The Drug-Free Workplace Program (DFWP) is a program designed to deter employees from using illegal drugs on or off duty. The program is aimed at identifying illegal drug users in order to maintain a safe, secure workplace and efficient operations. This is accomplished through education, identification of illegal drug use through testing, and counseling services.
Random Testing: Unannounced testing of employees in positions identified as Testing Designated Positions (TDPs). Selection is made on a random basis without prior announcement.
Applicant Testing: Testing required of all individuals tentatively selected for employment in a TDP within DON. Applicant testing will include current DON employees who apply for a TDP position.
Accident/Unsafe Practice Testing: Authorized Testing of any employee involved in an on-the-job accident, or who engages in unsafe, on-duty, job-related activity. This test requires a second-level supervisor approval.
Voluntary Testing: Testing of employees who are not in, but who volunteer for unannounced random testing. Further information is available from your activity Drug Program Coordinator (DPC).
Follow-up Testing: Testing of employees who undergo a counseling or rehabilitation program for illegal drug use through Civilian Employee Assistance Program (CEAP). The employees are subject to unannounced testing following completion of such a program for a minimum period of one year.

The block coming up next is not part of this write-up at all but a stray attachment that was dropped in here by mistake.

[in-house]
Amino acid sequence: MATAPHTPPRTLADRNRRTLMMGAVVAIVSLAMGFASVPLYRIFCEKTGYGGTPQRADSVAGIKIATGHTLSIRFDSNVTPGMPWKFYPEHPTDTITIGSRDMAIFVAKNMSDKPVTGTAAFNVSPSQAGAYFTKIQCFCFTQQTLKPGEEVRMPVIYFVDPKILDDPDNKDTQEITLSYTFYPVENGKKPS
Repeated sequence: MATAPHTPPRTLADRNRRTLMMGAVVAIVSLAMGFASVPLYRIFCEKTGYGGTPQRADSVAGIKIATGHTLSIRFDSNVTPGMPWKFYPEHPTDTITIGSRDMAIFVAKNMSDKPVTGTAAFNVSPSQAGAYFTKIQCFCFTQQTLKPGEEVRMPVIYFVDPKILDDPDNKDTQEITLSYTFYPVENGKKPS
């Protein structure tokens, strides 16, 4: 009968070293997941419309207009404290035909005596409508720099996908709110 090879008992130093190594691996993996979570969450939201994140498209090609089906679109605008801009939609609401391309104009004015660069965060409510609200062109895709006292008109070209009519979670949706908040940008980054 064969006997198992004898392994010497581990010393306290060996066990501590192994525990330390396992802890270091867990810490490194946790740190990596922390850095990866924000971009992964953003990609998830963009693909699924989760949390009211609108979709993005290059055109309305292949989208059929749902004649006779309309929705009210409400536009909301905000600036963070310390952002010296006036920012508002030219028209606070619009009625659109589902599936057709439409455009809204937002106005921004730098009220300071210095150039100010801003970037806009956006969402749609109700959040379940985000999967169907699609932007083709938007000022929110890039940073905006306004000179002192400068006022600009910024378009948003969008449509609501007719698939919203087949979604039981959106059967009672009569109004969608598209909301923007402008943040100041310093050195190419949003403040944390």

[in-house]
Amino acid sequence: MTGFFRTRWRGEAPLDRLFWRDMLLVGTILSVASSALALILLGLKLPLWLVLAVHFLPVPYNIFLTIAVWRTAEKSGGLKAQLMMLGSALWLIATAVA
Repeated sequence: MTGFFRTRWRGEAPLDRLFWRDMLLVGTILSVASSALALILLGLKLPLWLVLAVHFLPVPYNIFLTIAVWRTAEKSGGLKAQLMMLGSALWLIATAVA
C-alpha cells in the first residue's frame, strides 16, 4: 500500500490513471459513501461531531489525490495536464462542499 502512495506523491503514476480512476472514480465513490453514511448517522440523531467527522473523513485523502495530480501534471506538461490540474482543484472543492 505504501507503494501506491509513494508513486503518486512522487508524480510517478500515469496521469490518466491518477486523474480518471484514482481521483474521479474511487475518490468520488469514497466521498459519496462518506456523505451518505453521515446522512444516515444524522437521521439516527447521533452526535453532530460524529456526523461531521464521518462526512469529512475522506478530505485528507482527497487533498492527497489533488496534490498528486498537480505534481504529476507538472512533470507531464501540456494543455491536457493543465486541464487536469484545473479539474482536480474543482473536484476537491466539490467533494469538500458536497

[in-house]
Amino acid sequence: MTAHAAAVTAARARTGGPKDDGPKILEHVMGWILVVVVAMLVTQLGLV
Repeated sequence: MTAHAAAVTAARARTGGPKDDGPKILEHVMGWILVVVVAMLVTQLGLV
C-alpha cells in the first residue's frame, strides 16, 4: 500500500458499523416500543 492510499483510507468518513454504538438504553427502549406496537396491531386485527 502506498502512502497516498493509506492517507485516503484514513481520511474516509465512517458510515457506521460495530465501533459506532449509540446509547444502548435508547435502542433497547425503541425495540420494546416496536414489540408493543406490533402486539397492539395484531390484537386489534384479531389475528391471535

Reasonable Suspicion Testing: Testing conducted when management has reason to believe that an employee may be using illegal drugs. The suspicion must be based on specific objective facts and reasonable inferences drawn from these facts, and be documented. Approval for such testing must be received from a higher level supervisor.
A Testing Designated Position (TDP) is a position that is subject to random drug testing.
How will I know if I'm in a TDP?
Normally, the position description and job announcement will tell you if your position is subject to random drug testing. In addition, you will receive a specific notice advising you that your position will be included in the random pool for drug testing at least 30 days prior to the actual testing. You will receive one notice that will cover all random drugs tests that are conducted.
What types of positions are generally designated as TDP positions?
The criteria for designating a position as a TDP is based on the effect that the incumbent of the position could have on public health and safety or national security through failure to adequately discharge the duties of their position. Positions requiring a TOP SECRET clearance will be identified as a TDP regardless of the specific duties performed. In determining which positions to identify as TDPs subject to random drug testing, the Department of the Navy is using guidance published by the Department of Health & Human Services, Substance Abuse and Mental Health Services Administration (DHHS, SAMHSA) and case law. The DHHS, SAMHSA guidance lists TDPs in three categories: presumptive, preferred, and discretionary. You should review your Position Description (PD) with your Supervisor to determine if your position is a TDP.”
There is no limitation on the frequency with which an employee may be tested for illegal drug use. Under random testing, the employee will be tested whenever the sampling method used selects the employee. In addition, the employee could also be tested for some other reason, e.g., post accident, as determined necessary.
When random drug tests are conducted, are they announced in advance?